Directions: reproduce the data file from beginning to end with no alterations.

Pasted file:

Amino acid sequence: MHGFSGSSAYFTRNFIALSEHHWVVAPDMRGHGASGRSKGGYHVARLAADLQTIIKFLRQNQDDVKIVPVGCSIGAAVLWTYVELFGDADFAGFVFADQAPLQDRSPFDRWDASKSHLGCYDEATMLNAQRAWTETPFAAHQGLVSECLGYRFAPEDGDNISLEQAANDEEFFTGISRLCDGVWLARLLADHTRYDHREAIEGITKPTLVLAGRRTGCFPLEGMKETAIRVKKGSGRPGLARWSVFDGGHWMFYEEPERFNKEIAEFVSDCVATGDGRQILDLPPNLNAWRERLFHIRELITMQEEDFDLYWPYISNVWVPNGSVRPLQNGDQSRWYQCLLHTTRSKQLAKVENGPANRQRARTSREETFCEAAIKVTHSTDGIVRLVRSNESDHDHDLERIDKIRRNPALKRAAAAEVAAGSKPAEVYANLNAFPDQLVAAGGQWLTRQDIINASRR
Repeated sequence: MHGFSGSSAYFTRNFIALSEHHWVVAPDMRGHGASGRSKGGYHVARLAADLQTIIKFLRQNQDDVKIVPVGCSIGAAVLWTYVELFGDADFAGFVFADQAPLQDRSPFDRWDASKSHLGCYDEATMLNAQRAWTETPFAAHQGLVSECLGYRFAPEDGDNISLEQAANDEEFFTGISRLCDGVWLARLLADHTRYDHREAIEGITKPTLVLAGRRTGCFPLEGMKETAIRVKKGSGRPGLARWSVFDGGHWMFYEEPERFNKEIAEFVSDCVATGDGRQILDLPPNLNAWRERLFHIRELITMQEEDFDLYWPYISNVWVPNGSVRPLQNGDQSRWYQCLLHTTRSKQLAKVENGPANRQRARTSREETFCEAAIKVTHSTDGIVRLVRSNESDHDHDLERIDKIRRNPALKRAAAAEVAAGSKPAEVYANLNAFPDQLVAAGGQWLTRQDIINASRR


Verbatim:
Amino acid sequence: MHGFSGSSAYFTRNFIALSEHHWVVAPDMRGHGASGRSKGGYHVARLAADLQTIIKFLRQNQDDVKIVPVGCSIGAAVLWTYVELFGDADFAGFVFADQAPLQDRSPFDRWDASKSHLGCYDEATMLNAQRAWTETPFAAHQGLVSECLGYRFAPEDGDNISLEQAANDEEFFTGISRLCDGVWLARLLADHTRYDHREAIEGITKPTLVLAGRRTGCFPLEGMKETAIRVKKGSGRPGLARWSVFDGGHWMFYEEPERFNKEIAEFVSDCVATGDGRQILDLPPNLNAWRERLFHIRELITMQEEDFDLYWPYISNVWVPNGSVRPLQNGDQSRWYQCLLHTTRSKQLAKVENGPANRQRARTSREETFCEAAIKVTHSTDGIVRLVRSNESDHDHDLERIDKIRRNPALKRAAAAEVAAGSKPAEVYANLNAFPDQLVAAGGQWLTRQDIINASRR
Repeated sequence: MHGFSGSSAYFTRNFIALSEHHWVVAPDMRGHGASGRSKGGYHVARLAADLQTIIKFLRQNQDDVKIVPVGCSIGAAVLWTYVELFGDADFAGFVFADQAPLQDRSPFDRWDASKSHLGCYDEATMLNAQRAWTETPFAAHQGLVSECLGYRFAPEDGDNISLEQAANDEEFFTGISRLCDGVWLARLLADHTRYDHREAIEGITKPTLVLAGRRTGCFPLEGMKETAIRVKKGSGRPGLARWSVFDGGHWMFYEEPERFNKEIAEFVSDCVATGDGRQILDLPPNLNAWRERLFHIRELITMQEEDFDLYWPYISNVWVPNGSVRPLQNGDQSRWYQCLLHTTRSKQLAKVENGPANRQRARTSREETFCEAAIKVTHSTDGIVRLVRSNESDHDHDLERIDKIRRNPALKRAAAAEVAAGSKPAEVYANLNAFPDQLVAAGGQWLTRQDIINASRR